FIGURE 3. The purification of truncated MoHrip2 mutants and their ability to induce HR. (A) Diagram of MoHrip2 and the truncated mutants that were used to test different regions of the protein for elicitor activity. The wide strips indicate spans of amino acid resides, and the strip color indicates the HR-inducing ability of different regions. Black indicates HR-inducing ability, and white indicates no HR-inducing ability. (B) SDS-PAGE analysis of proteins purified using a Ni-IMAC matrix column. MoHrip2 and the truncated mutants were expressed from different vectors and were coupled to different tags. Proteins 1–4 contained a His6 tag. Proteins 5–9 contained a His6 tag and a Trx-tag. (C) Macroscopic views of the HR symptoms induced by the prepared proteins at a concentration of 5 μM in Nicotiana tabacum cv. Samsun NN. The photos were taken 24 h after infiltration.
To further pinpoint the region responsible for HR induction, the middle part of MoHrip2 was isolated, and three truncated mutants, MoHrip2M50 (amino acid sequence from 76 to 125), MoHrip2M36 (amino acid sequence from 89 to 125), MoHrip2M14 (amino acid sequence from 76 to 89) were constructed based on the experimental results (Figure 3A). The HR induction assay showed that the MoHrip2M50 and MoHriop2M14 mutants induced HR in tobacco leaves, whereas MoHrip2M36 could not (Figure 3C). MoHriop2M14 and MoHrip2M36 were two independent parts of MoHrip2M50 (Figure 3A). The amino acid sequence of MoHrip2M14 was located in the central region of the polypeptide chain of MoHrip2 and contained 14 amino acid residues as shown in Figure 1D. All of the HR induction assays were performed using full-length MoHrip2 as the positive control and His6-Trx as the negative control (Figure 3C). To show all of the results in one tobacco leaf, N. tabacum cv. Samsun NN was used in the HR induction assay. The experiment was also performed on N. benthamiana and showed the same results as N. tabacum cv. Samsun NN (Supplementary Figure S3).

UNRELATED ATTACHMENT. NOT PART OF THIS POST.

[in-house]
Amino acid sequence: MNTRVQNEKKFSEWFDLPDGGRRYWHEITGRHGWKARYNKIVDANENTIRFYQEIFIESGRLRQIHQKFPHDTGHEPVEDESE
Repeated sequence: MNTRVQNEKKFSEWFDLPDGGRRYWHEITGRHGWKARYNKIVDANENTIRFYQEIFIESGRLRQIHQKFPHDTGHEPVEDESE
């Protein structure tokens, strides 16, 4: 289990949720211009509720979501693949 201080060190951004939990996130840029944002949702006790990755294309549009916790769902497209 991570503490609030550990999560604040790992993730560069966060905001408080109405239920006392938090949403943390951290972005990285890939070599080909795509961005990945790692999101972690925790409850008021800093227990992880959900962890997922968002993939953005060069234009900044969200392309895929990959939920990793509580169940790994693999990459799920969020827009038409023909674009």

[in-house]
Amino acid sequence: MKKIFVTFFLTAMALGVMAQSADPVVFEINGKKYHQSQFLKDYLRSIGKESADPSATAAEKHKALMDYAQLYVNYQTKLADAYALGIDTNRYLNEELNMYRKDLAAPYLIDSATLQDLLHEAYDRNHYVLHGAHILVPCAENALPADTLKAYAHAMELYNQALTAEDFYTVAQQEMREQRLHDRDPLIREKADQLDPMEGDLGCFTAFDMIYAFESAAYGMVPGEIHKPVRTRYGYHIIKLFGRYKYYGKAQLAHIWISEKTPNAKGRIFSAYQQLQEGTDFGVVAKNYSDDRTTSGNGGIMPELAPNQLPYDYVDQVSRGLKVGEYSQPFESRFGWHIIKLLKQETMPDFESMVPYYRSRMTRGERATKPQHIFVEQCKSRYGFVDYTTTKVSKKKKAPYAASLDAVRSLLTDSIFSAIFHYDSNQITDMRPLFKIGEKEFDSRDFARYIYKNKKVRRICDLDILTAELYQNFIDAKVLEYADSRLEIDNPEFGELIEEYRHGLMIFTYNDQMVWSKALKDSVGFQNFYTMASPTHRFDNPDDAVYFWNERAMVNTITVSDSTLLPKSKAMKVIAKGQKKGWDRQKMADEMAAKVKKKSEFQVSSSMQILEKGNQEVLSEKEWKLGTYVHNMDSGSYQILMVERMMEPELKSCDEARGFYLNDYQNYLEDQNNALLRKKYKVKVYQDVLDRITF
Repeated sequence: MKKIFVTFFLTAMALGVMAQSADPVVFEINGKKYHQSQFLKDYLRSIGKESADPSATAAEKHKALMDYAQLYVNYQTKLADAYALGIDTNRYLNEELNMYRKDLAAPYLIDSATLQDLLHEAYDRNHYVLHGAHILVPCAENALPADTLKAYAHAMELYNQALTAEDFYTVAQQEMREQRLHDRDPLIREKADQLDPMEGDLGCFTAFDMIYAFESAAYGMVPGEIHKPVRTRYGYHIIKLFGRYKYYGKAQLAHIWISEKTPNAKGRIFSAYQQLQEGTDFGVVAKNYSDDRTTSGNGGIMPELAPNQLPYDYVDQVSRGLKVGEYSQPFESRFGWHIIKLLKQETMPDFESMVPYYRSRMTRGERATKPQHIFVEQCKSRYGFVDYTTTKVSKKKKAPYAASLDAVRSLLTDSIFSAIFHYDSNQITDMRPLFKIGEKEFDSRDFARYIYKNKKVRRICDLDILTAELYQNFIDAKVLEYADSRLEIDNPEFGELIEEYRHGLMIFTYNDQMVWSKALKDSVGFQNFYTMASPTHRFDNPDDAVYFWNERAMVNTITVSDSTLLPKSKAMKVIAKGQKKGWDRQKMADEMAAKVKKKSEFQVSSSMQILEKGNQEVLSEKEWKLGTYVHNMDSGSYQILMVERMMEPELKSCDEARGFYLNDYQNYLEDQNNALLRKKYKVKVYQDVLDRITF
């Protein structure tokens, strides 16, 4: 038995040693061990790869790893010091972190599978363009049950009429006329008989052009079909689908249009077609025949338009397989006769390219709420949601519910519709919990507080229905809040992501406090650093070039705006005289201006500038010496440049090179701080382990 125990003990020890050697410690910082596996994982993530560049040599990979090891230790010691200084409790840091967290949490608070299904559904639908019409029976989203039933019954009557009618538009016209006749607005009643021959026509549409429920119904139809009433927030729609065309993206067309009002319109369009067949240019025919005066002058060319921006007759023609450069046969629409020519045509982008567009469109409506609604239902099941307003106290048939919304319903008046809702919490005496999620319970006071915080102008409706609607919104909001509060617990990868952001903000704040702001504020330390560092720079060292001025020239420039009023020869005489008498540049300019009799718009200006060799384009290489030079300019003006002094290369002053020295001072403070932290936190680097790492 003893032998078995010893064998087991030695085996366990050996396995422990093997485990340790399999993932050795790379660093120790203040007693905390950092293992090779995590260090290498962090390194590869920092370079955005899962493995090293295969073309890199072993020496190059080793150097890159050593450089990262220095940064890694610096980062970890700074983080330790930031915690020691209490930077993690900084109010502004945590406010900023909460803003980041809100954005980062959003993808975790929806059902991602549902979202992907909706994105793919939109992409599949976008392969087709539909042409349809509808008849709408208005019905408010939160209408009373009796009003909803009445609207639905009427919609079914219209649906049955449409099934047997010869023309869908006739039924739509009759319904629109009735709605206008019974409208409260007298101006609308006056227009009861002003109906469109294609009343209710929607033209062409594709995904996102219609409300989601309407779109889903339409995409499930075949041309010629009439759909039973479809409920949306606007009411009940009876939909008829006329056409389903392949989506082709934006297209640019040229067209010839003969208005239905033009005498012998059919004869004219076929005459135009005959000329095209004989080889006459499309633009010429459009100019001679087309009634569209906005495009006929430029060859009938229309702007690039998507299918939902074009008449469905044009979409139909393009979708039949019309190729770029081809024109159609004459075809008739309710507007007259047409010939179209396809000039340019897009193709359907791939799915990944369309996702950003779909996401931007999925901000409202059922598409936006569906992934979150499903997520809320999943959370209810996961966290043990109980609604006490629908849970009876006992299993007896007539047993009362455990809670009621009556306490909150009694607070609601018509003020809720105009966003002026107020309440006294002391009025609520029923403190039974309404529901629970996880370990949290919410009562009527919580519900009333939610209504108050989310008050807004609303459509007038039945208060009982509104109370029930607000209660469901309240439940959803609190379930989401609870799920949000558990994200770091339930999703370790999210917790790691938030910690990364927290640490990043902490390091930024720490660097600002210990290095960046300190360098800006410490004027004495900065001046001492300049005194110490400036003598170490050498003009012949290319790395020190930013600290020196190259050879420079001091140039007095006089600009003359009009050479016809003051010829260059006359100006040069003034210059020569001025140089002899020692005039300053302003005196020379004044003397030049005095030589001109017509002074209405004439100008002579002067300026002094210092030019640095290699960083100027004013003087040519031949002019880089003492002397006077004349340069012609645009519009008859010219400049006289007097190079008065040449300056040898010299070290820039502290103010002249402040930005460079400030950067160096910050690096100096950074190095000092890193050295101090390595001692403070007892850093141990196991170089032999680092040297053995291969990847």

The HSR203 and HIN1 genes are considered HR molecular markers (Liu et al., 2006). The transcriptional level of these two genes was detected using qRT-PCR to verify whether HR induction was coincident with gene expression in the treated leaves. Using the actin gene as an internal control, qRT-PCR showed that the infiltration of leaves with MoHrip2, MoHrip2M50 or MoHrip2M14 induced up-regulation of HSR203 and HIN1 transcription 6 hpi, whereas leaves infiltrated with MoHrip2Δ C77, MoHrip2M36 or His6-Trx showed less increase in transcript expression compared to untreated leaves (Figure 4A).
FIGURE 4. Quantitative real-time PCR (qRT-PCR) results for representative HR and SAR marker genes in Nicotiana benthamiana leaves. (A) Relative expression levels of the HR marker genes HSR023 and HIN1. (B) Relative expression of SAR marker genes NPR1 and PR1a. The relative expression level of each gene was calculated as the fold change 6 hpi in leaves treated with the indicated proteins at a concentration of 5 μM compared to untreated leaves. The Actin gene was used as an internal control to normalize the expression data. The data presented are the mean ± standard deviation (SD) of three independent experiments, which showed similar results. The bars represent the SD (n = 3).
All of the above results indicated that the HR-inducing activity of MoHrip2M14 was equivalent to that of full-length MoHrip2, implying that the 14 amino acid residues play a crucial and independent role inducing HR. In other words, the HR-inducing activity of MoHrip2 is determined by these 14 amino acid residues.
MoHrip2 and HR-Inducing Truncated Fragments Enhance Resistance to B. cinerea in N. benthamiana